An Extreme Action Dance Performance Returns to Boston

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The STREB dancers are brave indeed.
Courtesy of Ashmont Media


STREB Dance Company

October 22 - 24

Institute of Contemporary Art, Boston, MA

Forcing me to squirm and yelp and half-cover my eyes in incredulity, the STREB company dancers returned to Boston with a bang last weekend. Considered neither modern nor contemporary dance, but more along the lines of circus, extreme sports, and Hollywood stunt-work, STREB dancers wowed me with their petrifying feats of body contortion and athleticism.

Perhaps the most blood-curdling piece involved three dancers clutching three cinder bricks attached to strings from the ceiling and swinging them across the dance stage. In between the periods of these swinging concussions waiting to happen, dancer after dancer leapt across the floor and landed flat on their stomachs, eliciting a violent pancake smack each time. Sharp intakes of breath could be heard throughout the entire audience.

Other hair-raising pieces included contortions in a metal cage-like apparatus, and the gravity-defying acrobatics in Whizzing Gizmo. Many of the mechanisms featured were actually designed through a joint collaboration between STREB and the MIT Media Lab. The rotating harnesses, for example, were designed by MIT assistant professor Hugh Herr SM ’93, head of the Biomechatronics Lab.

Elizabeth Streb, the founder and choreographer, established STREB in 1985 and is widely known for her experimentation and muscle-and-motion vocabulary. Now, in their space in Brooklyn, she runs SLAM (STREB Lab for Action Mechanics) as well, where the door is always open for the public to come and watch rehearsals and take classes. After the show, I chatted with Elizabeth Streb and Ami Ipapo, a longtime STREB dancer.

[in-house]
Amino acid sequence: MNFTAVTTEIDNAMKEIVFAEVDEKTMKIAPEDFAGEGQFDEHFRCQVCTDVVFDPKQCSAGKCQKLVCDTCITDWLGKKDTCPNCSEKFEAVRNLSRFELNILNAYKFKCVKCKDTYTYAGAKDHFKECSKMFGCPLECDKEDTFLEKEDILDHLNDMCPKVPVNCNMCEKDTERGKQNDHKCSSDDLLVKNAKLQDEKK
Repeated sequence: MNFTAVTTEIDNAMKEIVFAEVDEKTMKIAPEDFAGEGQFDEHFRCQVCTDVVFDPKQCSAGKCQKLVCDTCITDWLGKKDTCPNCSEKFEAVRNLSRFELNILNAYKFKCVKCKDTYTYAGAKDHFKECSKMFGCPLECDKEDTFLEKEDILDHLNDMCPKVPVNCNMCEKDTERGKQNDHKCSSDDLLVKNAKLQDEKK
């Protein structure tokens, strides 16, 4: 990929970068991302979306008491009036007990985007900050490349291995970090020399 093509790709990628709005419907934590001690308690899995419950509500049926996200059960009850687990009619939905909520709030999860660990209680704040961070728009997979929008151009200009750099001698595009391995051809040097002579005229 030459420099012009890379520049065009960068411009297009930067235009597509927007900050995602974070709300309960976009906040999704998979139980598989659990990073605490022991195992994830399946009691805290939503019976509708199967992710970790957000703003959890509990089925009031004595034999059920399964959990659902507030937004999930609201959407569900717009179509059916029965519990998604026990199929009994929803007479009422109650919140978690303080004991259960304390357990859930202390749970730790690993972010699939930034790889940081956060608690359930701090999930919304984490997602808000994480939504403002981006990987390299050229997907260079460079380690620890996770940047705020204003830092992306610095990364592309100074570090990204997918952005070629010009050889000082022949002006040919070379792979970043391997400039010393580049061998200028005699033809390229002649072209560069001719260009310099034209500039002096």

The Tech: What’s the scariest part of doing the BRAVE show?

Ami Ipapo: The bricks, for sure. There’s a different configuration at each stage we perform at — so the timing is different every time. I’ve never gotten hit, but some people definitely have.

TT: How long have you been with STREB?

Ipapo: I’m 29 now, and I’ve been with STREB for five years. I was trained as a modern dancer, and I’ve also taught Pilates and am a personal trainer on the side.

TT: How much do you think about the surrounding environment and music when you’re out there, versus the movements?

Elizabeth Streb: As non-traditional dancers, we don’t focus on the counts. There’s too much to concentrate on all the time, so we focus beyond counts — we call it “felt time,” as in athletics.

TT: What is it like to interact with the sets and the apparatuses that you use in your performance? Who builds them, architects or engineers?

Streb: Engineers, for sure. Architects don’t yet understand temporality — spaces, maybe — but they don’t understand time. And that’s what we do.

As she gave me her business card, I read her title: “Elizabeth Streb, Action Architect.”

Ironic, indeed.

STREB was actually one of the opening performers at Boston’s ICA when it opened in late 2006. Today, they have a far-flung schedule from Phoenix to Erie to Chapel Hill, but they will be at home in Brooklyn from December 4–20 if you’d like to experience the space-shifting, wince-evoking, human-body-crashing phenomenon for yourself.